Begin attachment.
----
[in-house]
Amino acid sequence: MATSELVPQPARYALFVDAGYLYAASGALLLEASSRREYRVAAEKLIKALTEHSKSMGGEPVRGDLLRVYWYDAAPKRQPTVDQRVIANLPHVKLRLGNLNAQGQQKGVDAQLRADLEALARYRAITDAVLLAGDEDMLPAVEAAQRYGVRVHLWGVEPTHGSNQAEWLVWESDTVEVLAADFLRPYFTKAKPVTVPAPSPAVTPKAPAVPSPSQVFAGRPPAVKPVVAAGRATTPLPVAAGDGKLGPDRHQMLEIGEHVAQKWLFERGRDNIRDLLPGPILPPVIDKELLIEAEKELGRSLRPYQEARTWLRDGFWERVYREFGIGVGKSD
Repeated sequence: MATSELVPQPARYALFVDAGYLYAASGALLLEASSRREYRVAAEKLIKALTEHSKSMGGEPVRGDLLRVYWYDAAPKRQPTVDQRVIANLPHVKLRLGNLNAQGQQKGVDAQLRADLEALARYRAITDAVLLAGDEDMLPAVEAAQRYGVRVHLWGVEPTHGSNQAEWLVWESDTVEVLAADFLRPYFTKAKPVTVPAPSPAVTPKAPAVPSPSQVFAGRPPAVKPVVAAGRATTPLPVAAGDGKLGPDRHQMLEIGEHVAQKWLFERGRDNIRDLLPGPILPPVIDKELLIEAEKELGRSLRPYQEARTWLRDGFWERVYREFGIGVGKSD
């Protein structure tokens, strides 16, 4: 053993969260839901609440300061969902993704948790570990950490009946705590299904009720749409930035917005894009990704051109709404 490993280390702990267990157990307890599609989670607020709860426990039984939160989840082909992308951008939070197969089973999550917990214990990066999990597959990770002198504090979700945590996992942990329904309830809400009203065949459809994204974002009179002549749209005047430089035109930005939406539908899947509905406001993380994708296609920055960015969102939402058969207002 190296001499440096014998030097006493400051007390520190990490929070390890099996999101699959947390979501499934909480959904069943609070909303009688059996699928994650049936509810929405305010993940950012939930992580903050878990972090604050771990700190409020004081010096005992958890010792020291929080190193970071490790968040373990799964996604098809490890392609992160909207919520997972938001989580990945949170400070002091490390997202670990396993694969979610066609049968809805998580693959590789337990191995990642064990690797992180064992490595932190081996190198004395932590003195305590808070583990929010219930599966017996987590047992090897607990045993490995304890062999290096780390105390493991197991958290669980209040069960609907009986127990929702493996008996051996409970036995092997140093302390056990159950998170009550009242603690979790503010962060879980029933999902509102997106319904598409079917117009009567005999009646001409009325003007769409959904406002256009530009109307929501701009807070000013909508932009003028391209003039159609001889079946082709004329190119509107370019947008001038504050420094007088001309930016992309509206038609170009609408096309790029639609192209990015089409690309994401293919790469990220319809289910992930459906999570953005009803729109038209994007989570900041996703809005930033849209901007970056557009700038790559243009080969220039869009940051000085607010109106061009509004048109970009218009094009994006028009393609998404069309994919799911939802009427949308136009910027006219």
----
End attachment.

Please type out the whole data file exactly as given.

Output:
[in-house]
Amino acid sequence: MATSELVPQPARYALFVDAGYLYAASGALLLEASSRREYRVAAEKLIKALTEHSKSMGGEPVRGDLLRVYWYDAAPKRQPTVDQRVIANLPHVKLRLGNLNAQGQQKGVDAQLRADLEALARYRAITDAVLLAGDEDMLPAVEAAQRYGVRVHLWGVEPTHGSNQAEWLVWESDTVEVLAADFLRPYFTKAKPVTVPAPSPAVTPKAPAVPSPSQVFAGRPPAVKPVVAAGRATTPLPVAAGDGKLGPDRHQMLEIGEHVAQKWLFERGRDNIRDLLPGPILPPVIDKELLIEAEKELGRSLRPYQEARTWLRDGFWERVYREFGIGVGKSD
Repeated sequence: MATSELVPQPARYALFVDAGYLYAASGALLLEASSRREYRVAAEKLIKALTEHSKSMGGEPVRGDLLRVYWYDAAPKRQPTVDQRVIANLPHVKLRLGNLNAQGQQKGVDAQLRADLEALARYRAITDAVLLAGDEDMLPAVEAAQRYGVRVHLWGVEPTHGSNQAEWLVWESDTVEVLAADFLRPYFTKAKPVTVPAPSPAVTPKAPAVPSPSQVFAGRPPAVKPVVAAGRATTPLPVAAGDGKLGPDRHQMLEIGEHVAQKWLFERGRDNIRDLLPGPILPPVIDKELLIEAEKELGRSLRPYQEARTWLRDGFWERVYREFGIGVGKSD
């Protein structure tokens, strides 16, 4: 053993969260839901609440300061969902993704948790570990950490009946705590299904009720749409930035917005894009990704051109709404 490993280390702990267990157990307890599609989670607020709860426990039984939160989840082909992308951008939070197969089973999550917990214990990066999990597959990770002198504090979700945590996992942990329904309830809400009203065949459809994204974002009179002549749209005047430089035109930005939406539908899947509905406001993380994708296609920055960015969102939402058969207002 190296001499440096014998030097006493400051007390520190990490929070390890099996999101699959947390979501499934909480959904069943609070909303009688059996699928994650049936509810929405305010993940950012939930992580903050878990972090604050771990700190409020004081010096005992958890010792020291929080190193970071490790968040373990799964996604098809490890392609992160909207919520997972938001989580990945949170400070002091490390997202670990396993694969979610066609049968809805998580693959590789337990191995990642064990690797992180064992490595932190081996190198004395932590003195305590808070583990929010219930599966017996987590047992090897607990045993490995304890062999290096780390105390493991197991958290669980209040069960609907009986127990929702493996008996051996409970036995092997140093302390056990159950998170009550009242603690979790503010962060879980029933999902509102997106319904598409079917117009009567005999009646001409009325003007769409959904406002256009530009109307929501701009807070000013909508932009003028391209003039159609001889079946082709004329190119509107370019947008001038504050420094007088001309930016992309509206038609170009609408096309790029639609192209990015089409690309994401293919790469990220319809289910992930459906999570953005009803729109038209994007989570900041996703809005930033849209901007970056557009700038790559243009080969220039869009940051000085607010109106061009509004048109970009218009094009994006028009393609998404069309994919799911939802009427949308136009910027006219």